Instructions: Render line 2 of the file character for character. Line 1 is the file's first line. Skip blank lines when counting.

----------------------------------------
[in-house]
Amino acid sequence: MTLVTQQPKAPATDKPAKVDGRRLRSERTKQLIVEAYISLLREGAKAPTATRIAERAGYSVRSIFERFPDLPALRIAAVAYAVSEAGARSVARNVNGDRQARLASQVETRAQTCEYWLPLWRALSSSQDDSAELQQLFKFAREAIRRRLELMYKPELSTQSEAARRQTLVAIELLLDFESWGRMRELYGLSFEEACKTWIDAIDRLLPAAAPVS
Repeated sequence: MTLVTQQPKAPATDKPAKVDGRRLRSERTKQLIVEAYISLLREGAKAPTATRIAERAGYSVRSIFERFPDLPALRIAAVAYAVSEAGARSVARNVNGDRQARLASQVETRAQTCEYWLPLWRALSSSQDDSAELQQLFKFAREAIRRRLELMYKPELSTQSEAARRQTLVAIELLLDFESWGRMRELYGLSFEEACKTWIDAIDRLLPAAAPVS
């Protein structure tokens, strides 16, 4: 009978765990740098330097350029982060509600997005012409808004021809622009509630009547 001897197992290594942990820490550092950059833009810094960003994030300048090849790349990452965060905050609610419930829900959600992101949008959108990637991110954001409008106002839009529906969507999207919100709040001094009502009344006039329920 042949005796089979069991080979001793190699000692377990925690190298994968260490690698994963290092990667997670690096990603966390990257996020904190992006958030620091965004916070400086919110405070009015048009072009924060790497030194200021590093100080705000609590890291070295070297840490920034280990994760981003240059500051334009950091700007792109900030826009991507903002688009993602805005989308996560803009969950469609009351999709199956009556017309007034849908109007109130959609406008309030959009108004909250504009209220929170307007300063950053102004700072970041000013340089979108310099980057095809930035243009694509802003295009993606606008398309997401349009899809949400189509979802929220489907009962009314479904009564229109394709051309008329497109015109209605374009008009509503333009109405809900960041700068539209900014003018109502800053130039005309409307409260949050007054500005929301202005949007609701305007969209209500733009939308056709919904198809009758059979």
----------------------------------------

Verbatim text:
Amino acid sequence: MTLVTQQPKAPATDKPAKVDGRRLRSERTKQLIVEAYISLLREGAKAPTATRIAERAGYSVRSIFERFPDLPALRIAAVAYAVSEAGARSVARNVNGDRQARLASQVETRAQTCEYWLPLWRALSSSQDDSAELQQLFKFAREAIRRRLELMYKPELSTQSEAARRQTLVAIELLLDFESWGRMRELYGLSFEEACKTWIDAIDRLLPAAAPVS